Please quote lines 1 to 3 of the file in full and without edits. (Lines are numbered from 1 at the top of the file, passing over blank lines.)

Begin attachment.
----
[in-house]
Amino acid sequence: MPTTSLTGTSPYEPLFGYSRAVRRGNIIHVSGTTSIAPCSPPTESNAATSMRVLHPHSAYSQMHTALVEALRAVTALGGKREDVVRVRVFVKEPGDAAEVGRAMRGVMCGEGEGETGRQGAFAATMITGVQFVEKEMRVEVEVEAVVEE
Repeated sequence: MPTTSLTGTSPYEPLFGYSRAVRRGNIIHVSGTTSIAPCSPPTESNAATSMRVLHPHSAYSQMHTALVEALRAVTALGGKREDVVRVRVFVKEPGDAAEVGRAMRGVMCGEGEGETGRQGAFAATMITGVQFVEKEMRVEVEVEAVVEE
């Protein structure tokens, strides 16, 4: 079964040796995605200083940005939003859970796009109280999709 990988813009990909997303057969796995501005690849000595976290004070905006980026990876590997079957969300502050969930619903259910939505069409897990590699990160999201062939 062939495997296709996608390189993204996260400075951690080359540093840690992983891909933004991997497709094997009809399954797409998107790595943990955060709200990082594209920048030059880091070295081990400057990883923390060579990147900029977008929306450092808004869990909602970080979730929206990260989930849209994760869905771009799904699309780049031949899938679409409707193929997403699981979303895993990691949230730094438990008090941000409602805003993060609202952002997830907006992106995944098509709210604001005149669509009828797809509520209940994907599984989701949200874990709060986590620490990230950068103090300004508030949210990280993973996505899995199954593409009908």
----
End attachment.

[in-house]
Amino acid sequence: MPTTSLTGTSPYEPLFGYSRAVRRGNIIHVSGTTSIAPCSPPTESNAATSMRVLHPHSAYSQMHTALVEALRAVTALGGKREDVVRVRVFVKEPGDAAEVGRAMRGVMCGEGEGETGRQGAFAATMITGVQFVEKEMRVEVEVEAVVEE
Repeated sequence: MPTTSLTGTSPYEPLFGYSRAVRRGNIIHVSGTTSIAPCSPPTESNAATSMRVLHPHSAYSQMHTALVEALRAVTALGGKREDVVRVRVFVKEPGDAAEVGRAMRGVMCGEGEGETGRQGAFAATMITGVQFVEKEMRVEVEVEAVVEE